How is your Twinkle Twinkle quilt top coming along? If it isn’t finished, it probably will be soon, so now it’s time for the age-old question- How do I quilt it?
Once your quilt top is complete, head over to last week’s post to link up and have a chance at the grand prizes!
Today we are talking about quilting possibilities, but remember that all you need to enter for the final grand prize drawing is the finished quilt top!
Quilting Options for Quilt Concert 3: Twinkle Twinkle
Edge-to-Edge Longarm Quilting
Twinkle Twinkle features traditionally inspired star-style quilt blocks, and for my version of the quilt, I thought it would be fun to embrace that theme with an all-over star design.
Oh my goodness- There are so many options!
I like many of the designs from Urban Elementz for longarm edge-to-edge designs. They have a huge range and tend to run smoothly on my machine. I chose Becker’s Shooting Star for this quilt, which quilted out well. I liked that it is a slightly looser design than I often select, so the finished quilt has a bit more loft than most of my quilts. It should eventually be a terrific, cuddly lap quilt!
A few other leading contenders in my quilting design search included:
Edge-to-Edge Domestic Machine Quilting
Some all-over designs look great but aren’t suitable for longarm quilting. With domestic machine quilting, you have the flexibility to start in a central location on the quilt and work outward without having to start and stop the stitching lines like you would to create the same design on a longarm.
Spiral or Concentric Circles
Starting at the center of the focal block, you can stitch in a circular shape moving out to the edges of the quilt. I suggest using a walking foot with a guide to help you maintain equal distances from the stitching line.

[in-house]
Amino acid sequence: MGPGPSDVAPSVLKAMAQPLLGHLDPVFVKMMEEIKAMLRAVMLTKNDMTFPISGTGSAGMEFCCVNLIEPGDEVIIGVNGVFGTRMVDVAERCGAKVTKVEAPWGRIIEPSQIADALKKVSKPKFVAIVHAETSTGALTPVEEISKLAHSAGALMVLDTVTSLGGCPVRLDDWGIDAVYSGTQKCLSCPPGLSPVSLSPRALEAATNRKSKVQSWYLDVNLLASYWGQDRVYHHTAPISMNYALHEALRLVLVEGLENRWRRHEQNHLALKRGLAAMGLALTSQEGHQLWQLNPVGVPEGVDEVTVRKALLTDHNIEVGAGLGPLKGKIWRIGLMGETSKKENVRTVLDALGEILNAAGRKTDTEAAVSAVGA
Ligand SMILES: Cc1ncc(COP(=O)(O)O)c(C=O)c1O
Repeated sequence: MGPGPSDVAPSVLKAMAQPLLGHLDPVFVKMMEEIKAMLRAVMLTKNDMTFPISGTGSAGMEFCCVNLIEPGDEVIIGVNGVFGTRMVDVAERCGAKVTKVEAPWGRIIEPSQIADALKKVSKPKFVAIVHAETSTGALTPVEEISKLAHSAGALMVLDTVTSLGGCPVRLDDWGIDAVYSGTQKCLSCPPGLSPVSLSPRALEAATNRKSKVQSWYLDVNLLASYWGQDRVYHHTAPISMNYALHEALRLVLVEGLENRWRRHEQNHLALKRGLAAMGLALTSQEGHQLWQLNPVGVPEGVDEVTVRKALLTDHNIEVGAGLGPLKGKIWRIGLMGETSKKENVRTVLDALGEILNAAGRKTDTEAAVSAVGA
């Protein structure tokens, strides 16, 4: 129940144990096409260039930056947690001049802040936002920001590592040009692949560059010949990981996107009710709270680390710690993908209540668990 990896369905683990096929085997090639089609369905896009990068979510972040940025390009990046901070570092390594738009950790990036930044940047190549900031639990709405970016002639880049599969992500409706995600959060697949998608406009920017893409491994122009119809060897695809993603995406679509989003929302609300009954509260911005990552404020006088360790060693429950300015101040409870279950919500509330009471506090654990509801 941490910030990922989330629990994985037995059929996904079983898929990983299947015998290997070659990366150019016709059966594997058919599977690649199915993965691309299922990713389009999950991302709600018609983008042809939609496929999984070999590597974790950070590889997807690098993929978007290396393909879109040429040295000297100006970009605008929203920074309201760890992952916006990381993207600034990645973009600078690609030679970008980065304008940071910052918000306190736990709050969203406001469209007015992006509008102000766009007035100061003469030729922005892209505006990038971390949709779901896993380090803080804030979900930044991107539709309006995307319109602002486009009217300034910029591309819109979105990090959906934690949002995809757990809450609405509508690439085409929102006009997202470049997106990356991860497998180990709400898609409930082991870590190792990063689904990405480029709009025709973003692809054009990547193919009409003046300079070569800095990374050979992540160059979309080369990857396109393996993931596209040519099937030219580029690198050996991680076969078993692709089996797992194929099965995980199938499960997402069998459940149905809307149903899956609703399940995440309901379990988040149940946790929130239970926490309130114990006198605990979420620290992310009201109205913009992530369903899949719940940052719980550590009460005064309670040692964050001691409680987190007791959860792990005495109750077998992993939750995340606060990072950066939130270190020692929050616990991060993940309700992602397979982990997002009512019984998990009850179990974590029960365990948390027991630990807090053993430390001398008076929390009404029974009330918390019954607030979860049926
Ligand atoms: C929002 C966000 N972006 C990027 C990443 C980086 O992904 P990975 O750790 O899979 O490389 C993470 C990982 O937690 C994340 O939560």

The ultimate effect of both designs is very similar. Concentric circles require you to start and stop your stitching for each ring while quilting in a spiral allows you to work outward in one continuous line of stitching.
This design starts with extending the lines created by the corner components of the focal block out to the edges of the quilt. These lines then echo inwards towards the corners of the quilt. The remaining design uses echoing lines that enhance the vertical and horizontal points of the focal block. Incorporating a bit of custom quilting into the central portion of the focal block would further enhance the design.
A quilt with this much negative space holds immense possibilities for interesting quilting designs
Echo a Motif
Consider Quilting additional stars into the background to subtly echo the overall motifs. In this sketch, I just used the Crossed Canoes design, but you could use any block design or a mix of multiple blocks. Fill in around the star designs to make them pop!
Free Motion Doodling
Negative Space and free-motion quilting love each other! Mixing motifs can create interest and movement in your design.
Background filler doesn’t have to consist of organic motifs. Graphic lines, either in a consistent direction or a mix of directions can be a fun way to set off the block motifs.
Do you have some awesome quilting ideas? We can’t wait to see them! Tag your finished quilts with #quiltconcert2023 to ensure everyone sees your awesome quilt.
You only need a quilt top to win!
Make sure you head over to last week’s blog post to add your quilt top to the official link-up. The Grand Prize Winners will be selected from this link-up! (Not an Instagram post!)
Block 9 Winner
For more information about Quilt Concert 2023, check out the following posts:
- Quilt Concert 2023 Announcement
- Frequently Asked Questions
- Sponsors and Prizes
- Cutting Instructions
- Block 1: Pinwheel
- Block 2: Crossed Canoes
- Block 3: Small Business
- Block 4: Wheel of Fortune
- Block 5: Guiding Star
- Block 6: Perpetual Motion
- Block 7: Lucky Star
- Block 8: Flying Saucer
- Block 9: Diamonds in the Sky
- Assembly Instructions
- Quilting Suggestions
- Quilt Concert Curtain Call